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Athletic Eligibility

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Educators say proposed eligibility change should help 9th grade transition

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    The CMS board meets 6 p.m. Tuesday at the Government Center, 600 E. Fourth St. There is no public hearing on the athletic eligibility policy, but the board will hear brief public remarks on any topic. To speak, call 980-343-5139 by noon Tuesday or sign up at the start of the meeting.



Educators expect that a proposed eligibility policy change will help smooth the transition from middle school to high school and provide more support for student athletes who previously struggled with academics.

The proposed policy that will be voted on Tuesday by the Charlotte Mecklenburg School board would make all students entering the ninth grade eligible for sports and extra-curricular activities. Currently students who fall below a 2.0 GPA (a C average) or 85 percent attendance during their last semester of eighth grade are ineligible for ninth-grade sports and other school-sponsored activities.

“The most important thing for a ninth-grader is to get involved in your school,” said Myers Park High principal Mark Bosco. “It’s a good incentive for freshmen to be engaged with their school. The most important thing I look at (in) a successful transition from middle school to high school is that they not come … necessarily on grade level or passing all their grades, but making a connection (at their) high school.”

The revised policy is consistent with N.C. High School Athletic Association rules. Most other N.C. school districts – including Gaston, Cabarrus, Union and Wake – also follow the NCHSAA rules.

“Statistics tell us that there is a fall-off at the beginning of sixth grade, when they enter middle school, and ninth grade, in high school,” said Bill Anderson, executive director of the public school advocacy group MeckEd. “It’s easy to get lost in a new environment; kids can’t find their place. Good athletes can get snatched up by their teams and help them feel like they’re part of something.”

Myers Park’s Bosco sees it as a preventative measure for at-risk students who might struggle if they don’t assimilate themselves into the high school culture.

“If you’ve got a student who is going to play football and their grades have been a little shaky, that coach is going to make sure that the student is getting extra help,” Bosco said.

“If a student is coming from (middle school) and they want to play football or play soccer or run cross-country, I want to get them involved with that. But I also want to make sure that we have the added layer of support for those students.”

Support, in this case, comes from the structure of involvement. Board member Eric Davis agrees, saying that participating in sports creates an opportunity for rising freshman to become engaged in high school and their academics.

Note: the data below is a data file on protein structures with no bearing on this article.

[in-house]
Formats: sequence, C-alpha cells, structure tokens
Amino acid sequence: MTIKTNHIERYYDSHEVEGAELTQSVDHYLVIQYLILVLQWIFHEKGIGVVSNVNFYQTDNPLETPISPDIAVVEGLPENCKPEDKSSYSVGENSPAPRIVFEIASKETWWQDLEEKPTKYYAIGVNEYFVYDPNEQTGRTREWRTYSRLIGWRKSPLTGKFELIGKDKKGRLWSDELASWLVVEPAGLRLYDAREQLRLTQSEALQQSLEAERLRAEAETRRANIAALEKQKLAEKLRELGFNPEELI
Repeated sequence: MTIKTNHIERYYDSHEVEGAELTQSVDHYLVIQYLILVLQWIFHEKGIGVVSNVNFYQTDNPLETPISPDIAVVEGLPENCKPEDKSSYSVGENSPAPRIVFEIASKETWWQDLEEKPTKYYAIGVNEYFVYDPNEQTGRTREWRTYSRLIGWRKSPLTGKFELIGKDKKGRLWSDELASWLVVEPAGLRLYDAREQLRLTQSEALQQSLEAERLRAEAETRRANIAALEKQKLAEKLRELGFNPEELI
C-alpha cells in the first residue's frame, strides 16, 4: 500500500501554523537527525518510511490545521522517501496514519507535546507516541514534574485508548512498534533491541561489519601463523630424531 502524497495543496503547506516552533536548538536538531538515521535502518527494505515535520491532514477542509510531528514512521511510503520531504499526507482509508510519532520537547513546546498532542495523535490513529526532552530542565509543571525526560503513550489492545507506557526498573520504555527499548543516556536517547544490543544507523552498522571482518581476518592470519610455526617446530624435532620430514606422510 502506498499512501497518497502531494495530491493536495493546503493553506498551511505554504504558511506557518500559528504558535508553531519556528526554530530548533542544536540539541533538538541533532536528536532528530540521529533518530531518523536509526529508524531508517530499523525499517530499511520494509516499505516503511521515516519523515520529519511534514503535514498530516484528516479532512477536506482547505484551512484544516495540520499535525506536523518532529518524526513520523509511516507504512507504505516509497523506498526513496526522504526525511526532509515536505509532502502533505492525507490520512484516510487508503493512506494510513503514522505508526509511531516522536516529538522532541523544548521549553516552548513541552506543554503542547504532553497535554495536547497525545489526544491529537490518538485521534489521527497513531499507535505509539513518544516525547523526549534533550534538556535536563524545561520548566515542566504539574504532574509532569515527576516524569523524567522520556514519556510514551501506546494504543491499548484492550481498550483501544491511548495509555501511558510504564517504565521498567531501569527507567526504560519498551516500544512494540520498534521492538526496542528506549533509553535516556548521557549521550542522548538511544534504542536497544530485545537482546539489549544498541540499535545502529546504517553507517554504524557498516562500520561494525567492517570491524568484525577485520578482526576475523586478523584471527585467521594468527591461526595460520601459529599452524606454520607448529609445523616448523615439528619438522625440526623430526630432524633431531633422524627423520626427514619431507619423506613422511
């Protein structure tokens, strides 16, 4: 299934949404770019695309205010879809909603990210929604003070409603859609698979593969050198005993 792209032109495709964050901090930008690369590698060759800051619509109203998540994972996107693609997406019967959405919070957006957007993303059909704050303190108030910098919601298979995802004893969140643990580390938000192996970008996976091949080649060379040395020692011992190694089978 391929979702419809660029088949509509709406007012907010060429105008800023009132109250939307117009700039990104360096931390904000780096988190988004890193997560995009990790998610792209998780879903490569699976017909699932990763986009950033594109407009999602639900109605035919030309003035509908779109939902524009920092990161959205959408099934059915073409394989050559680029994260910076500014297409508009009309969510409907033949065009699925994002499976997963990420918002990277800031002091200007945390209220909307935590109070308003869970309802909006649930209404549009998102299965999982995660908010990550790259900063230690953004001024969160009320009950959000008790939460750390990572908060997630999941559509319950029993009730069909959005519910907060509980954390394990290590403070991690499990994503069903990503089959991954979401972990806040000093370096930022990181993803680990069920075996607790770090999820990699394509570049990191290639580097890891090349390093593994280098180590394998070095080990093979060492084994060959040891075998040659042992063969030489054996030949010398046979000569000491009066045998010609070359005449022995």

“We are counting on the structure, support, teamwork, coaching and the whole environment that an athletic team provides to a student to help lift their performance in academics,” Davis said. “We are counting on structure overcoming the time commitment.”

Davis said the board reviewed studies that support the claim that athletics increase a student’s potential in the classroom.

If passed, the new policy could have pitfalls, some say.

“For eighth-graders, it could really serve as no motivation to finish well in middle school because most of the time you’re talking more about already at-risk students,” said Ben Page, coach of the Charlotte Urban Eagles, a soccer team primarily made up of underprivileged middle school and high school students. “So you’re not giving them a ton of motivation.

“That said, how you start your ninth-grade year is important – more so than how you end eighth grade. This is the place you’ll be spending your next four years. If you start on a sports team coming out of an at-risk situation, it’s my opinion that your chances (of succeeding in high school) are much better.”

The policy change sends the wrong message, said Judy Kidd, president of the Classroom Teachers Association of North Carolina.

“It’s a concern that there is a removal of motivation in middle school that will weaken a stronger foundation of learning in high school,” Kidd said. “We are lowering the floor instead of raising the ceiling.”

The policy is being fast-tracked through the board so it can be implemented for the start of the fall athletic season Aug. 1.

Board member Tom Tate, who chairs the policy committee, said a survey of CMS high school and middle school principals indicated broad support for the change. Tate said there was no data available to show how many eighth-graders might be affected. Tate said last week that he wasn’t sure why the staff brought the proposal to the board so close to August tryouts.

Board Chair Mary McCray doesn’t think the board is acting too quickly. She said discussions about the proposed policy have been happening for more than a year.

“I don’t see it as being fast-tracked,” she said. “It is something that has been thought out.” Staff writer Ann Doss Helms contributed to this article.

Scott: 704-358-5889; Twitter: @davidscott14
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